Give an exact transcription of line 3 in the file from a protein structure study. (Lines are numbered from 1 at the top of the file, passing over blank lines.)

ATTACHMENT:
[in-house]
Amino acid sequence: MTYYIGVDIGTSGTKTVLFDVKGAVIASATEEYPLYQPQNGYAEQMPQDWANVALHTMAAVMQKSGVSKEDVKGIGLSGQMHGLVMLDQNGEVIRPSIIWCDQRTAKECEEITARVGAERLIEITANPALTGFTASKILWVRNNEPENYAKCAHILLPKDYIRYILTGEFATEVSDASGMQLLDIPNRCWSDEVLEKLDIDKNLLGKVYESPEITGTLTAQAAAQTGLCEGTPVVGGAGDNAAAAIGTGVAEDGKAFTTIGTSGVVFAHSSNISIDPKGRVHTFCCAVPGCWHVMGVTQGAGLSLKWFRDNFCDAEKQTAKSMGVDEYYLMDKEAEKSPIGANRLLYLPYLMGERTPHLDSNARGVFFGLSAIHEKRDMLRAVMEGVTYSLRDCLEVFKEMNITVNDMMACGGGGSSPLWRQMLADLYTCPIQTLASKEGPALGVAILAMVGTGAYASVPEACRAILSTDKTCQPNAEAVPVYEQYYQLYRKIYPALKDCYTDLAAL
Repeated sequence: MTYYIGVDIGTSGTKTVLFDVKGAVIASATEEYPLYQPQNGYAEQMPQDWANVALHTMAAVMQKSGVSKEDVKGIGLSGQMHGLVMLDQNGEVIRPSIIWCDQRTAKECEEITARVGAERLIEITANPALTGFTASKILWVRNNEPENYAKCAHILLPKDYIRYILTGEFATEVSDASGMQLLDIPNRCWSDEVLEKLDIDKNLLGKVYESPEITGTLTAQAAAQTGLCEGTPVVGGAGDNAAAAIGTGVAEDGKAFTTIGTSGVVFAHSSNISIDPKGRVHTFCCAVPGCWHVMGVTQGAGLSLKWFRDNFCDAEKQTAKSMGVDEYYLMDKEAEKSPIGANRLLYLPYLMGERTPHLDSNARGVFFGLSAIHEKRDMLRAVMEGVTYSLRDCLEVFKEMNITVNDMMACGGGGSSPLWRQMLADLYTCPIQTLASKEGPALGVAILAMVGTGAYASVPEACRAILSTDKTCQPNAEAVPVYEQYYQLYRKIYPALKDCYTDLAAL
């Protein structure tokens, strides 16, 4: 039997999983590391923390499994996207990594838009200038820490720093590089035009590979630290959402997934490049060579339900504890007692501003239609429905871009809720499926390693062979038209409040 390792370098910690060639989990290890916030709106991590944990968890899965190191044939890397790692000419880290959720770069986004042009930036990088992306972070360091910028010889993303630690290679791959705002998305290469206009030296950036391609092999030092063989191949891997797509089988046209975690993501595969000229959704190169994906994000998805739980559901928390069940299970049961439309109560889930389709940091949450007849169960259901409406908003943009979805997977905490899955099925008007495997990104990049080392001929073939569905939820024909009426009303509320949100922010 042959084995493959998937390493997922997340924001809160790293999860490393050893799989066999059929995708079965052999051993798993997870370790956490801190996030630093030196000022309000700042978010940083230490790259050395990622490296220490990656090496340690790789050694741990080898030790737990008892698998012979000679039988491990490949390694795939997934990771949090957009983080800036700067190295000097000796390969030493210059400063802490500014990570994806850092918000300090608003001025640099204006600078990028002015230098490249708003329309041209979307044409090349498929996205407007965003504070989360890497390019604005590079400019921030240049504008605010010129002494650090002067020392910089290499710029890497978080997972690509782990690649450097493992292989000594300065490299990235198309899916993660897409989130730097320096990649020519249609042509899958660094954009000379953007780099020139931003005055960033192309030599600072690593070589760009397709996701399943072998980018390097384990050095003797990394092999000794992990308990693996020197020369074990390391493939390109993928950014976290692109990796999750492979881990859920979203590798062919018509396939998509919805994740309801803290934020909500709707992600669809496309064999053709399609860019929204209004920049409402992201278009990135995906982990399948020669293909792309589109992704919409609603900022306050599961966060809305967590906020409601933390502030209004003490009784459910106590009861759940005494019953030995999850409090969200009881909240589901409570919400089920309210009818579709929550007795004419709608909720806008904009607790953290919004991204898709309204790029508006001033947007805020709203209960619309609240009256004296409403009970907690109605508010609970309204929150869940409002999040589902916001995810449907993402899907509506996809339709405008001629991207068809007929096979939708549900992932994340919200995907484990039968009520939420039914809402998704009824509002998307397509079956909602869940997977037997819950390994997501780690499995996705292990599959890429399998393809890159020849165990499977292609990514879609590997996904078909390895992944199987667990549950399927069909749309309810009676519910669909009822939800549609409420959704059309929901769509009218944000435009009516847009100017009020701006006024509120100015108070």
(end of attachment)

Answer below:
Repeated sequence: MTYYIGVDIGTSGTKTVLFDVKGAVIASATEEYPLYQPQNGYAEQMPQDWANVALHTMAAVMQKSGVSKEDVKGIGLSGQMHGLVMLDQNGEVIRPSIIWCDQRTAKECEEITARVGAERLIEITANPALTGFTASKILWVRNNEPENYAKCAHILLPKDYIRYILTGEFATEVSDASGMQLLDIPNRCWSDEVLEKLDIDKNLLGKVYESPEITGTLTAQAAAQTGLCEGTPVVGGAGDNAAAAIGTGVAEDGKAFTTIGTSGVVFAHSSNISIDPKGRVHTFCCAVPGCWHVMGVTQGAGLSLKWFRDNFCDAEKQTAKSMGVDEYYLMDKEAEKSPIGANRLLYLPYLMGERTPHLDSNARGVFFGLSAIHEKRDMLRAVMEGVTYSLRDCLEVFKEMNITVNDMMACGGGGSSPLWRQMLADLYTCPIQTLASKEGPALGVAILAMVGTGAYASVPEACRAILSTDKTCQPNAEAVPVYEQYYQLYRKIYPALKDCYTDLAAL